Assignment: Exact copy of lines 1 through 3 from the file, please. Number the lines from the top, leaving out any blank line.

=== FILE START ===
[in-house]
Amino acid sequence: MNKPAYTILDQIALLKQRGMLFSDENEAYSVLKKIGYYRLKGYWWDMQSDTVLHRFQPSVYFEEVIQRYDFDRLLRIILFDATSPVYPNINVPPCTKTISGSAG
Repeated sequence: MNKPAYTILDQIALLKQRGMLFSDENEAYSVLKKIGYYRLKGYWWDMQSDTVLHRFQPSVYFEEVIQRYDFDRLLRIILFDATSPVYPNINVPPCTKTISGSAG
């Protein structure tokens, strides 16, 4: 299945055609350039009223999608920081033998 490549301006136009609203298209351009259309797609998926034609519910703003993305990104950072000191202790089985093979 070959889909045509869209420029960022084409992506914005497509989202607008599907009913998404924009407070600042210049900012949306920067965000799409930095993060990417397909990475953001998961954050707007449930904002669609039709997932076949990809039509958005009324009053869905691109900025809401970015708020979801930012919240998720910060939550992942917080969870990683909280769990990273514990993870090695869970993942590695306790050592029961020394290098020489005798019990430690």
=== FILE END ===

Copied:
[in-house]
Amino acid sequence: MNKPAYTILDQIALLKQRGMLFSDENEAYSVLKKIGYYRLKGYWWDMQSDTVLHRFQPSVYFEEVIQRYDFDRLLRIILFDATSPVYPNINVPPCTKTISGSAG
Repeated sequence: MNKPAYTILDQIALLKQRGMLFSDENEAYSVLKKIGYYRLKGYWWDMQSDTVLHRFQPSVYFEEVIQRYDFDRLLRIILFDATSPVYPNINVPPCTKTISGSAG